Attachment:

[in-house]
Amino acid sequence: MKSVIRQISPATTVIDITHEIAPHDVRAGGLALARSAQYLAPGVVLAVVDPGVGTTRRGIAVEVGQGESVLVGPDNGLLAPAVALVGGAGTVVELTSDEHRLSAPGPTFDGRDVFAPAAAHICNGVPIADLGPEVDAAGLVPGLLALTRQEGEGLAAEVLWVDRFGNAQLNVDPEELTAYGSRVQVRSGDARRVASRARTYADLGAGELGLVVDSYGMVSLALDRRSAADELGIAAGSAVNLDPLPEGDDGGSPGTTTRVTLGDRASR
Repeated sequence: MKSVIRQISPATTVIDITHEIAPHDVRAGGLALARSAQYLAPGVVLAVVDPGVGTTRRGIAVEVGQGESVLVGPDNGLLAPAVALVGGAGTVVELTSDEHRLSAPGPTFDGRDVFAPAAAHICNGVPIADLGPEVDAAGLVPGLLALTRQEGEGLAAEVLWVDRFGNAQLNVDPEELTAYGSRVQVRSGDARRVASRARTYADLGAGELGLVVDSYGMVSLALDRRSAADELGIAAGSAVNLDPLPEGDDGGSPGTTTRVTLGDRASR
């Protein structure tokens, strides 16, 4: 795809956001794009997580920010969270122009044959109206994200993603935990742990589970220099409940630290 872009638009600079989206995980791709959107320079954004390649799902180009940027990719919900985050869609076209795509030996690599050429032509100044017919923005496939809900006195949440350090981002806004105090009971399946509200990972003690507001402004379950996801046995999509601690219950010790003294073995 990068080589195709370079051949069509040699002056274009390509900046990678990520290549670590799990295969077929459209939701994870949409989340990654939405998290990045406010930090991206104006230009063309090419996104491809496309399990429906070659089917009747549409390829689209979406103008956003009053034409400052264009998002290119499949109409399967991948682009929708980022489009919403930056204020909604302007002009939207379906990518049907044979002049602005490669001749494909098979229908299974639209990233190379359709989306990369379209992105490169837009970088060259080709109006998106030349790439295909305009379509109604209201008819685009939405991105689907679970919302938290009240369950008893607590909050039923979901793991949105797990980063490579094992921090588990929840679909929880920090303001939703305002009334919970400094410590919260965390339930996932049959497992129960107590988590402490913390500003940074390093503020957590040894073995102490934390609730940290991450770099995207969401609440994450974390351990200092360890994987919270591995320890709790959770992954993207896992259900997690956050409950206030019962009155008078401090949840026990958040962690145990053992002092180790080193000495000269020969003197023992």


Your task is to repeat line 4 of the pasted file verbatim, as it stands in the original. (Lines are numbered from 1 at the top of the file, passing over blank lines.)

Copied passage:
């Protein structure tokens, strides 16, 4: 795809956001794009997580920010969270122009044959109206994200993603935990742990589970220099409940630290 872009638009600079989206995980791709959107320079954004390649799902180009940027990719919900985050869609076209795509030996690599050429032509100044017919923005496939809900006195949440350090981002806004105090009971399946509200990972003690507001402004379950996801046995999509601690219950010790003294073995 990068080589195709370079051949069509040699002056274009390509900046990678990520290549670590799990295969077929459209939701994870949409989340990654939405998290990045406010930090991206104006230009063309090419996104491809496309399990429906070659089917009747549409390829689209979406103008956003009053034409400052264009998002290119499949109409399967991948682009929708980022489009919403930056204020909604302007002009939207379906990518049907044979002049602005490669001749494909098979229908299974639209990233190379359709989306990369379209992105490169837009970088060259080709109006998106030349790439295909305009379509109604209201008819685009939405991105689907679970919302938290009240369950008893607590909050039923979901793991949105797990980063490579094992921090588990929840679909929880920090303001939703305002009334919970400094410590919260965390339930996932049959497992129960107590988590402490913390500003940074390093503020957590040894073995102490934390609730940290991450770099995207969401609440994450974390351990200092360890994987919270591995320890709790959770992954993207896992259900997690956050409950206030019962009155008078401090949840026990958040962690145990053992002092180790080193000495000269020969003197023992």